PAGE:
Margins on longer HPR rockets with long motors…

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jahall4

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I have never built a rocket around really long cases, but it appears as the motor burns the CG could move forward enough to make it overstable. So how much overstable is generally considered acceptable. Some claim 2 calibers is overstable, RockSim I think uses 2.5. And certainly the rocket more likely to weather cock, but I think I have also seen other issues that may be the result of over stabilization.

What say everyone?

I’m sure this has been hashed out before, but the search function is less than perfect on this site so please be kind and consider my inquiry as sort of a latest pole.

Thanks
 
Funny you should bring this up. I was just looking around for some stuff for some projects I'm working on for this year. I don't believe, but could be wrong, that's it's not necessarily, just a long motor issue. It is for "high" mach flights. What's high mach? I'm not sure. I've posted the following a few times. Over the years I've seen a bunch of high altitude record attempts. Not all of them go as planned. Usuallly it's a rocket where the fins spans are one caliber and the rockets have around one caliber of stability. Sometimes these rockets work. Most of the times they don't. I call these types of rockets glass slippers. It does not take much for then to "break". For a few years now, I've flying min dia rockets I refer to as AeroPac Sport Flyers. They're not going to break many records. The design is pretty simple, Fin spans of 1.1 calibers and staic margins of 2.5 or more. 3(?) years ago I had a flight mishap where I lost one side of the exit cone on my nozzle. Most rockets would have been toast once this happens. Mine was able to "recover" and still flew to 24K (?). Sorry for all the ?, but I'm on a new laptop and don't have all my notes.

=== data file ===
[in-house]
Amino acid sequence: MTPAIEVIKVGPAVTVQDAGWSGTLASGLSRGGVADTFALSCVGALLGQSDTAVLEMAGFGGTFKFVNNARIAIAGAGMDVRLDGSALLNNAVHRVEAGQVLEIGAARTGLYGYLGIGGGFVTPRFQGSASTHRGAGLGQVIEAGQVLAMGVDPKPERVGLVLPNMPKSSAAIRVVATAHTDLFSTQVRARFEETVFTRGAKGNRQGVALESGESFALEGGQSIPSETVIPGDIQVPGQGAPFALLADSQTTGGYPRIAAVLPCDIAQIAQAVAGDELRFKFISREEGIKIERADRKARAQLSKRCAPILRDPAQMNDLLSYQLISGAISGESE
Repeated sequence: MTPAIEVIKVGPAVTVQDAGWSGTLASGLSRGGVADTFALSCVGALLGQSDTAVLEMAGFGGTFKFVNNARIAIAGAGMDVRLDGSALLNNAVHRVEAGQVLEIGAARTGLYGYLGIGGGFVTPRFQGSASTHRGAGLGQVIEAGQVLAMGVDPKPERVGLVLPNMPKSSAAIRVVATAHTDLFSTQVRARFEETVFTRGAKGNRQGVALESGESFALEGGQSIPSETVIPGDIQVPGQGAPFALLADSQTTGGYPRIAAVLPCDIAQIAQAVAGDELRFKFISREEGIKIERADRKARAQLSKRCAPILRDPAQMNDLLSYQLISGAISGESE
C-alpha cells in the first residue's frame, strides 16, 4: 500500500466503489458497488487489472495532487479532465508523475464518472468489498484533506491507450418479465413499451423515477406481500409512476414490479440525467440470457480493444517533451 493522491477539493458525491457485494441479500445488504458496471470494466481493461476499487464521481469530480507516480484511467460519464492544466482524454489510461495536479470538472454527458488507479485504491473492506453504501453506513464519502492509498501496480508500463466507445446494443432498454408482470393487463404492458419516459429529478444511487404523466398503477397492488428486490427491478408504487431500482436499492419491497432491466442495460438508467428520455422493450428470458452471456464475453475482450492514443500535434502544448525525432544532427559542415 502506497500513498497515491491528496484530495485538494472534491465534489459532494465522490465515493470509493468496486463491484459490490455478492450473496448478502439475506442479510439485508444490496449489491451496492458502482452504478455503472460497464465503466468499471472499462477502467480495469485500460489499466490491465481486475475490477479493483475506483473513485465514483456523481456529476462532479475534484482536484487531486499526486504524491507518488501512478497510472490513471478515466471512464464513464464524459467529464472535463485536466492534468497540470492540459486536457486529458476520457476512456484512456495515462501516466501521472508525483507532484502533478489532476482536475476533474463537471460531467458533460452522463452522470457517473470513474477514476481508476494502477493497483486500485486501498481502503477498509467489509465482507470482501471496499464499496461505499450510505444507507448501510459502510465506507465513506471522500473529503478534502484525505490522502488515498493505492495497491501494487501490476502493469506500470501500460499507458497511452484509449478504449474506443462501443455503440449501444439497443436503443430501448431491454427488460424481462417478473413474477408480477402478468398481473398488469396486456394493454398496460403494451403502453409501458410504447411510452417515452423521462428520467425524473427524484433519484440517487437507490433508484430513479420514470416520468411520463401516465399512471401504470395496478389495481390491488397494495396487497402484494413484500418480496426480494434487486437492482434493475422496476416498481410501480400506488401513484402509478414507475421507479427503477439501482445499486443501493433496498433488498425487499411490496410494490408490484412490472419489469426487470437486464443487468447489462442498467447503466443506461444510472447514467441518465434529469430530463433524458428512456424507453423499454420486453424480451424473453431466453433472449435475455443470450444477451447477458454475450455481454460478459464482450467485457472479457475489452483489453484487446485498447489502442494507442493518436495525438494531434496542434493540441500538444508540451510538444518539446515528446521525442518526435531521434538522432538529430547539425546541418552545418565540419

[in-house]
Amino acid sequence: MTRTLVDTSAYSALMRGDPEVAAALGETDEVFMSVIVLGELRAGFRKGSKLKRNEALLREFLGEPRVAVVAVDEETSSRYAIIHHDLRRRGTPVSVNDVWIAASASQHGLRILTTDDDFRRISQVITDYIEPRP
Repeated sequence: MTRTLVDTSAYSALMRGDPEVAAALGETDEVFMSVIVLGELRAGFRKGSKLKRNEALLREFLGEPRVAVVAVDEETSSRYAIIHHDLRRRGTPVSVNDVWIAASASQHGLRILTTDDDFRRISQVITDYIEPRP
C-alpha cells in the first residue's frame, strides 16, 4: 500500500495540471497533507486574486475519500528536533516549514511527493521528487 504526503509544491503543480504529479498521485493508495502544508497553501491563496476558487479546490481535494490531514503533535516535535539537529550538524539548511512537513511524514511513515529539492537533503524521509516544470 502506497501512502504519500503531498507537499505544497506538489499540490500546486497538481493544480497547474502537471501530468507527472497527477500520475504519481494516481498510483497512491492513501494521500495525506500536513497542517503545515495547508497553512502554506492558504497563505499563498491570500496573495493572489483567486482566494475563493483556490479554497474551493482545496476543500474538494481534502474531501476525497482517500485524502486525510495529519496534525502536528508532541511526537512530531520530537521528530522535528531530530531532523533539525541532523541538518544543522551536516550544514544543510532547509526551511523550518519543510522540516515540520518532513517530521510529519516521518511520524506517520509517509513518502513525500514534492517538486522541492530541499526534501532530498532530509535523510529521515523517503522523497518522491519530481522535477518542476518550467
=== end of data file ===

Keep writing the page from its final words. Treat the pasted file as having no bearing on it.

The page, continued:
[video=youtube;y5wpiyQfMO0]https://www.youtube.com/watch?v=y5wpiyQfMO0[/video]

One of the threads I was rereading tonight was on this subject starts here https://www.rocketryforum.com/showt...ion-98mm-Minimum-Diameter&p=574080#post574080

In my mind I sort of think it of it like.....searching for words...two force (that work against each other) that get a running start and take some time to stop the momentum. (I'm not sure if it's the right way to think of) and your rocket needs to have enough stability built in to over come these two (additional) forces.

As for the TRF search: try typing in your search in front of the following site:https://www.rocketryforum.com

such as glass slipper site:https://www.rocketryforum.com works pretty good

Hopefully this was helpful.

Tony

sp5.jpg

broken noz.jpg
 
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In my own experience over-stable rockets (5 - 7 cal) can fly perfectly straight without significant weather cocking. It does depend on the wind at the site, the motor used, the velocity off the rail, etc. One option is to use a longer rod or rail so that you maximise the launch velocity and counter any wind gusts near the ground.